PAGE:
The way they see it, Sebastian Flynn and his second-grade teacher Debbie Groth are connected forever.
Saving someone’s life will do that.
A routine morning this week in Mrs. Groth’s classroom at Pershing Elementary School in West Milwaukee turned terrifying when Sebastian choked on a cracker during snack time. He couldn’t speak or breathe. The boy’s friend, Danny, noticed this and alerted the teacher.
After calling the office about the emergency, she spoke to the 7-year-old and explained she would get behind him and try to dislodge the cracker with the Heimlich maneuver. It was something she learned years ago and never had to use during her 18 years as a teacher.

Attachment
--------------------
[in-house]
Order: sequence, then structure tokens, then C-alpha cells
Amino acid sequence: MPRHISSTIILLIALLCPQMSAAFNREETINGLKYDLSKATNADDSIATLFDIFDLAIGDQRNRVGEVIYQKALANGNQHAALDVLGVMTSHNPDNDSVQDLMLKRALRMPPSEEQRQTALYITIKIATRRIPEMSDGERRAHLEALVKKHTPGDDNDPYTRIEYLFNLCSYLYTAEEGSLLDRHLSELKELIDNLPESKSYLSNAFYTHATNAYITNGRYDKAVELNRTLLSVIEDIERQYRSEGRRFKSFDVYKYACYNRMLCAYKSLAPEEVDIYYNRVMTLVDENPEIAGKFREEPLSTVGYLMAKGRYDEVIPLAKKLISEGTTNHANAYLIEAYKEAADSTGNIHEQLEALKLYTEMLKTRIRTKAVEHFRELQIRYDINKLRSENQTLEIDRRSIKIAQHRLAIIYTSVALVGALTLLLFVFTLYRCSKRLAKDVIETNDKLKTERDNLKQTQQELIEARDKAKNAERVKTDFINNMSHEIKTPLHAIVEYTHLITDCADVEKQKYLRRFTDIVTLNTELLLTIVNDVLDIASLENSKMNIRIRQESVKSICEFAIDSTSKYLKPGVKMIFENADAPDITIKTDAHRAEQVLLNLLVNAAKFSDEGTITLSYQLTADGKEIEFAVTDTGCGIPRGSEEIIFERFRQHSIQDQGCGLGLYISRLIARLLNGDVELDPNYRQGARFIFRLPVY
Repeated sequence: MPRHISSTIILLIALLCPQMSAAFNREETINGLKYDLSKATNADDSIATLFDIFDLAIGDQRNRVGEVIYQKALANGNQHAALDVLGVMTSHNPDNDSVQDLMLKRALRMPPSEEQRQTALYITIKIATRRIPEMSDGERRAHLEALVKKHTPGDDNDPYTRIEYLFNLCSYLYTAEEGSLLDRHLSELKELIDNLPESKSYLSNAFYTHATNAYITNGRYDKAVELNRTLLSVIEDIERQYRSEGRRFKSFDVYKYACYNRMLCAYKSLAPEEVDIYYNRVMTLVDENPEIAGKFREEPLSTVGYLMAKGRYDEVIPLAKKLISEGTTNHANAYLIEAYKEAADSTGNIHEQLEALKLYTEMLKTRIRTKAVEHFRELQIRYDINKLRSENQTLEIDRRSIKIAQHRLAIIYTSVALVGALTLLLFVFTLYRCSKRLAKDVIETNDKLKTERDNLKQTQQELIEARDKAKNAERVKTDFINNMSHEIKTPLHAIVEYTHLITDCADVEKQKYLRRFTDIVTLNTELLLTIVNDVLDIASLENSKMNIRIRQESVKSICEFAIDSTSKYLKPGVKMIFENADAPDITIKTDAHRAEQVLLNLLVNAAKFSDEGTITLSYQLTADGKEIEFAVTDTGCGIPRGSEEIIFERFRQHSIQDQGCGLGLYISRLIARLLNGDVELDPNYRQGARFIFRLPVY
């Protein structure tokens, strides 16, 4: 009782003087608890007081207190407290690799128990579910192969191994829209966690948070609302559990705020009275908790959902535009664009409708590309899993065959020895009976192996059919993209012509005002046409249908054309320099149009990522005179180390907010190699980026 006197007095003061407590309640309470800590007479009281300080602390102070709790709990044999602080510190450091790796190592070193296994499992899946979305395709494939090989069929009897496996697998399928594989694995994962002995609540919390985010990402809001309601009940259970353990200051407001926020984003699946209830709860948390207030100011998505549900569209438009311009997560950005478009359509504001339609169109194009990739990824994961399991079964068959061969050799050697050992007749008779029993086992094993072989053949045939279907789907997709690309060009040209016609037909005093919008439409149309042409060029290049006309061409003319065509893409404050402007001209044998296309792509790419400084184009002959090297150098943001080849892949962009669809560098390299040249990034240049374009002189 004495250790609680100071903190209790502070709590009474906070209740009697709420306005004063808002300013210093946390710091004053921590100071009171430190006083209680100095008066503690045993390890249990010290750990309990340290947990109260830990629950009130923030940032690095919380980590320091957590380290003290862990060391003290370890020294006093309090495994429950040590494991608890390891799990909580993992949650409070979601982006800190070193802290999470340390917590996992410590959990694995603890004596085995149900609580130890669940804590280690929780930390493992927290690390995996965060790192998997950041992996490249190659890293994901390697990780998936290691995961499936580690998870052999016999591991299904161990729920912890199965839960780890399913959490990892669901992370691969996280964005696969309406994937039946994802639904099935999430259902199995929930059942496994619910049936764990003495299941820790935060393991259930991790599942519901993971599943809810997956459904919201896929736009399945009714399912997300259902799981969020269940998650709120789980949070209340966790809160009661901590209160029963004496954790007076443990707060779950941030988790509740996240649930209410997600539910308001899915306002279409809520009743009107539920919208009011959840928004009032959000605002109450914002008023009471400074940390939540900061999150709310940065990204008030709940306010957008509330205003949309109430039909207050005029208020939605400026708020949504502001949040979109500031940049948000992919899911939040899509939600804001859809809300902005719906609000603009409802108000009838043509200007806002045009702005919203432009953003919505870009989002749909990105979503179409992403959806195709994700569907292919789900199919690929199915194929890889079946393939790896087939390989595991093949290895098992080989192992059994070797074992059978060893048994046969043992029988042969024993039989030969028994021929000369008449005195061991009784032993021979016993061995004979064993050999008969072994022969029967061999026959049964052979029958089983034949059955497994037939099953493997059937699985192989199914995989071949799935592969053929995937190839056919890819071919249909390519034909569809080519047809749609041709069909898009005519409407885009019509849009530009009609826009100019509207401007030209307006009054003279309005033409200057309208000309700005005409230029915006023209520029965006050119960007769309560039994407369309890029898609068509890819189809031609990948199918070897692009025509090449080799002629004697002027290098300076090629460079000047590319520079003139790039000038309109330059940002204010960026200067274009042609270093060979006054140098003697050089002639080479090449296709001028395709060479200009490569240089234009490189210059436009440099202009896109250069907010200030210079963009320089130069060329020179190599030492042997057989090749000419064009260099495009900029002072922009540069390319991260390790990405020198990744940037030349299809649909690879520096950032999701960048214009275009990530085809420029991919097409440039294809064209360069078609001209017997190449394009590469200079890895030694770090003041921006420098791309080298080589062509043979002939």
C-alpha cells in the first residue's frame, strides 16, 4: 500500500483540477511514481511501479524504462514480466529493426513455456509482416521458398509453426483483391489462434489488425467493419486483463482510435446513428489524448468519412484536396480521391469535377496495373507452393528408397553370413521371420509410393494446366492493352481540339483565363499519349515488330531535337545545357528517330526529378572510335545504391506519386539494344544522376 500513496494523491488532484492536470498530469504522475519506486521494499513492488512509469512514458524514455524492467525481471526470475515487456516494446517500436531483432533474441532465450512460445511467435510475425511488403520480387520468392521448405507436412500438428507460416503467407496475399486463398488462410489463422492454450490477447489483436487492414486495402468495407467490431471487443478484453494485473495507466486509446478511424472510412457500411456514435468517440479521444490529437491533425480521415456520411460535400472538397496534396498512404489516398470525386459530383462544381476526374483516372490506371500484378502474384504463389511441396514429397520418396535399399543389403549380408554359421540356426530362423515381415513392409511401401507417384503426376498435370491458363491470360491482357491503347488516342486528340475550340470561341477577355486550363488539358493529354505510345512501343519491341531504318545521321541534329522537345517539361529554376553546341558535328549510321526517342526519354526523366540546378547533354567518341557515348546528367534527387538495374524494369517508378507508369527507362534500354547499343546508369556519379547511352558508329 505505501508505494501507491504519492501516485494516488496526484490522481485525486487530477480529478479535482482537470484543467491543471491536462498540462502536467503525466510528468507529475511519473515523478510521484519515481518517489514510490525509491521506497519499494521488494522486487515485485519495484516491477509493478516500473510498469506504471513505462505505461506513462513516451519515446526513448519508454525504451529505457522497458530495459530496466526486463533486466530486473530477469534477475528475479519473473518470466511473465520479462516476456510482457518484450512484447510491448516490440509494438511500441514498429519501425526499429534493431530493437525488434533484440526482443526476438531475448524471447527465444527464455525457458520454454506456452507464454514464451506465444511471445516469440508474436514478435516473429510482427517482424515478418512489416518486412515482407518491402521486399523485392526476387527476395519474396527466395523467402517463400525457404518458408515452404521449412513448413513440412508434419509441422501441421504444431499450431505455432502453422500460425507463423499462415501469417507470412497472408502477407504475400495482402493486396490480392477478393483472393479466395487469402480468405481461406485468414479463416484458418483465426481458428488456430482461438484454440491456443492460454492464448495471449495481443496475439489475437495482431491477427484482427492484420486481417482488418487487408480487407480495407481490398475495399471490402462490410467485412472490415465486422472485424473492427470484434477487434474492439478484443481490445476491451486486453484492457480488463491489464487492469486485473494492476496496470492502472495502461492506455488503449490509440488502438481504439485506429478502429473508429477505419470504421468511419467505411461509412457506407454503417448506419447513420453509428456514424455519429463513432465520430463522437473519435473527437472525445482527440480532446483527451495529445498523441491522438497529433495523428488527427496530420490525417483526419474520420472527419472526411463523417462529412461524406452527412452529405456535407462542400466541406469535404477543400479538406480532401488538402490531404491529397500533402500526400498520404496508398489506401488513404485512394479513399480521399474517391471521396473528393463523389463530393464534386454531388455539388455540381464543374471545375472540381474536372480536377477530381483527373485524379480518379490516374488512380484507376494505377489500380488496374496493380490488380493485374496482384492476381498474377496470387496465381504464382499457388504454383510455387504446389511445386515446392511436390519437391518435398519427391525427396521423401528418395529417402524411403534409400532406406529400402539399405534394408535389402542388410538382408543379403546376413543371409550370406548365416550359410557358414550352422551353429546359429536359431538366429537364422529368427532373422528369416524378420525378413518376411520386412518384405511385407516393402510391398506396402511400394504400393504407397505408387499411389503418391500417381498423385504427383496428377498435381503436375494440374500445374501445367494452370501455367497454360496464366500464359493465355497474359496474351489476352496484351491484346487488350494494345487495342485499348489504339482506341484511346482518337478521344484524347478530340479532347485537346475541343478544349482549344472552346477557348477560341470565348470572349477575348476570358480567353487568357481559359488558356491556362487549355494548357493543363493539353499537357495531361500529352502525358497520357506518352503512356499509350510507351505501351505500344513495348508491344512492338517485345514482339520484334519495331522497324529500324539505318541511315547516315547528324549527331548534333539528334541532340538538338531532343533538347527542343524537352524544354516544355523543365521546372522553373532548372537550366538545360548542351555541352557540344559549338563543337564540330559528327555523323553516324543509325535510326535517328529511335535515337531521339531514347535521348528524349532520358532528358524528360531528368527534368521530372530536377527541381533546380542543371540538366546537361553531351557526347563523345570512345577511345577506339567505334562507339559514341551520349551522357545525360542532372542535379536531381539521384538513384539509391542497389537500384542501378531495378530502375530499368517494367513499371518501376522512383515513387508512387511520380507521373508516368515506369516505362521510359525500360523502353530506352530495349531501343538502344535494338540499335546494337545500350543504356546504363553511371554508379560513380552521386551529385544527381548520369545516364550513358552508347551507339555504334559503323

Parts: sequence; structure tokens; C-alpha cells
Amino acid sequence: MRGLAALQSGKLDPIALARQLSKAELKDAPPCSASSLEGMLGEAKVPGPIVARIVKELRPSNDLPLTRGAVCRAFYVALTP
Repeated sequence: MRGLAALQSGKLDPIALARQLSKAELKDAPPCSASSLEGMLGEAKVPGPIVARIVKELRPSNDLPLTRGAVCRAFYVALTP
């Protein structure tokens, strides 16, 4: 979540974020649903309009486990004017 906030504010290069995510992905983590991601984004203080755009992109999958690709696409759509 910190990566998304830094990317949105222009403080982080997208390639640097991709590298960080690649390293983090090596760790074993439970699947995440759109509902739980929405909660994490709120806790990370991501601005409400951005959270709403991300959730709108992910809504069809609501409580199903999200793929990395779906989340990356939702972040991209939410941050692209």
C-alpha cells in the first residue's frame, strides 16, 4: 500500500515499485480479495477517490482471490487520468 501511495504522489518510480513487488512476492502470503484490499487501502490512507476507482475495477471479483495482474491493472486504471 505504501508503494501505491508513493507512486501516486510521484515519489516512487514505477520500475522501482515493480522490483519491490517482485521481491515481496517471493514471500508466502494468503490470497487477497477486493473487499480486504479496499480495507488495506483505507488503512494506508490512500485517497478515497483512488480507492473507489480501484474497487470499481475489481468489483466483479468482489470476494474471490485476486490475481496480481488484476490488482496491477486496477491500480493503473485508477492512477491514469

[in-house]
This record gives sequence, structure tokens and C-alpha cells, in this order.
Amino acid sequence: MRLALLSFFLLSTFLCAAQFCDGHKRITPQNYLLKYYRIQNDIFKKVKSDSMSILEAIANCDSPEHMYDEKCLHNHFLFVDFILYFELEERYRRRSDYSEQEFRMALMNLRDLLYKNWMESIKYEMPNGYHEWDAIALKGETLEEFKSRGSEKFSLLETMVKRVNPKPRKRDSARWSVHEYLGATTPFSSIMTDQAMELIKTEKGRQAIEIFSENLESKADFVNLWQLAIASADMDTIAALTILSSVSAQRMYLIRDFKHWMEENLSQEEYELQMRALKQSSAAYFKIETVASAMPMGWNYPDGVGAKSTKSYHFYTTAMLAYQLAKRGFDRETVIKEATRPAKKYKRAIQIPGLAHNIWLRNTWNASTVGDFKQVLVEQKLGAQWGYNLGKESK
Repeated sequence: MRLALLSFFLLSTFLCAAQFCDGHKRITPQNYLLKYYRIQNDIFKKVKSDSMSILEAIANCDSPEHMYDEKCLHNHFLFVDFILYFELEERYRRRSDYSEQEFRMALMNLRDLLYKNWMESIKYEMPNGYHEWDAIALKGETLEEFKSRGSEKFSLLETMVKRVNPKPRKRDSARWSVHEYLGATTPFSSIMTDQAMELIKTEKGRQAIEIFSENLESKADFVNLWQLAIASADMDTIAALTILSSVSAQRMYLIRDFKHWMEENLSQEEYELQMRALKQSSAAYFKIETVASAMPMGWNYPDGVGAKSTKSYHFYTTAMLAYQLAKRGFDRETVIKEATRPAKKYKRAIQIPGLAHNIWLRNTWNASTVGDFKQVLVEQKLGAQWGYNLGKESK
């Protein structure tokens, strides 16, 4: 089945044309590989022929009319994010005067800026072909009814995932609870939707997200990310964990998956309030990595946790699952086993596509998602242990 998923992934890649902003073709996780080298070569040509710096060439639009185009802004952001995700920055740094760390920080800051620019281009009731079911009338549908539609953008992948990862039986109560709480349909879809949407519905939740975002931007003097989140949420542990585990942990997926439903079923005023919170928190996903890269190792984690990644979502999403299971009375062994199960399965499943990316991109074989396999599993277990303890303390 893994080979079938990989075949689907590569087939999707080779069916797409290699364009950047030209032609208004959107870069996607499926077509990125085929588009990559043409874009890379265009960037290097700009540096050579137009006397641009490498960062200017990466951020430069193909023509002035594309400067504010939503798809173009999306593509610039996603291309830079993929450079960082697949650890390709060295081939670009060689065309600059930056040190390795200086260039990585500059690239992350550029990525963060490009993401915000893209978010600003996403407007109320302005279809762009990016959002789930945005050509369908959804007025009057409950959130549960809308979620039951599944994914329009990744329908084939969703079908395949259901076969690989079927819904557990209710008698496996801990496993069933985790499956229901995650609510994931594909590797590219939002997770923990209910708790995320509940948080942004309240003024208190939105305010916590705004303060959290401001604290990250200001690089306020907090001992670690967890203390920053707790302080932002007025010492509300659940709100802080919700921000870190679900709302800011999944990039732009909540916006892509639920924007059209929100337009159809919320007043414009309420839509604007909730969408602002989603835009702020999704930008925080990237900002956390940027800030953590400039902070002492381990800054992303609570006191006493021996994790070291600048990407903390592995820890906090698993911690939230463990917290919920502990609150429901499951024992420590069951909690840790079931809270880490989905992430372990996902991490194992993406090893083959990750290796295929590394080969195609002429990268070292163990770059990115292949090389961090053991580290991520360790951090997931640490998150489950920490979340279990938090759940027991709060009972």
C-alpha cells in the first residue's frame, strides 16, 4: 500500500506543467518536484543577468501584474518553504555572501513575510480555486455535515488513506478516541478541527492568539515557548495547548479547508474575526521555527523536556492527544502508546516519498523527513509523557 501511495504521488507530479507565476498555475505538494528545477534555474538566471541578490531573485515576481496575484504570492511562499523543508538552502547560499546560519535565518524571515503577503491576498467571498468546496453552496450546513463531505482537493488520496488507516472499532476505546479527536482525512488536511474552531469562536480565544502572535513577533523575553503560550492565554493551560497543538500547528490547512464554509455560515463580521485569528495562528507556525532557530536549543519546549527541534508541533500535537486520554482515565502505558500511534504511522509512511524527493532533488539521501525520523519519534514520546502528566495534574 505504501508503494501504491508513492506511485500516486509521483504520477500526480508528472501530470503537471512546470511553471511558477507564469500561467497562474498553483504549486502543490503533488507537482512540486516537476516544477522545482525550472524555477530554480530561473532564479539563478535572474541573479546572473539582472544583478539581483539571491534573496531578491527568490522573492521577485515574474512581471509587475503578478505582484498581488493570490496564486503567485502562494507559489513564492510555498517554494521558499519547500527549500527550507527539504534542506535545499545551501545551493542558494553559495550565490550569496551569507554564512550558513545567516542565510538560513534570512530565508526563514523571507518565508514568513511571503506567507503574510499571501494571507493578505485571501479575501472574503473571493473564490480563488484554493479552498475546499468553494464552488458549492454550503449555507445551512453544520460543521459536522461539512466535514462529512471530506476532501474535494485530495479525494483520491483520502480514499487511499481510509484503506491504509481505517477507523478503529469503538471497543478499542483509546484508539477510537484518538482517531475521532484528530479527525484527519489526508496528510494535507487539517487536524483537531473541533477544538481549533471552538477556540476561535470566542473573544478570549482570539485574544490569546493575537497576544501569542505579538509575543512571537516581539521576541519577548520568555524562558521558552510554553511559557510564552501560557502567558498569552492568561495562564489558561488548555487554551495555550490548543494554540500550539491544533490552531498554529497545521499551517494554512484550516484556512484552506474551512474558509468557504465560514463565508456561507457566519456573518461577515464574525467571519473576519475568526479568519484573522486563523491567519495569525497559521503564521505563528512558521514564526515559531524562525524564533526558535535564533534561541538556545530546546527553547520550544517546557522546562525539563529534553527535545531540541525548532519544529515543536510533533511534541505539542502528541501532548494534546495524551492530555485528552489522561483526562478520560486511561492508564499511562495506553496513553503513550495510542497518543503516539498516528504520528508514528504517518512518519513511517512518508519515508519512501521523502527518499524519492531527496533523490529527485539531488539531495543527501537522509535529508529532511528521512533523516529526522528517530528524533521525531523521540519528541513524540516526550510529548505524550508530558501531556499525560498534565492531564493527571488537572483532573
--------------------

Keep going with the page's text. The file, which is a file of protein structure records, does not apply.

She made a fist and pulled in and up just below the boy’s rib cage. Nothing happened.
“I’m going, ‘Oh my gosh, Debbie, you have to save this kid. You have to save this kid.’ I did it a second time. Nothing.”
Sixteen other students in Room 206 nervously watched, and a few ran into the hallway to summon more help.
“I know you’ve only got seconds, all that time with the oxygen not going to his brain. So I’m freaking out, but they don’t know that because I’m just in the zone. It’s all the adrenaline,” Mrs. Groth said.
Finally, on the third thrust, the cracker popped out.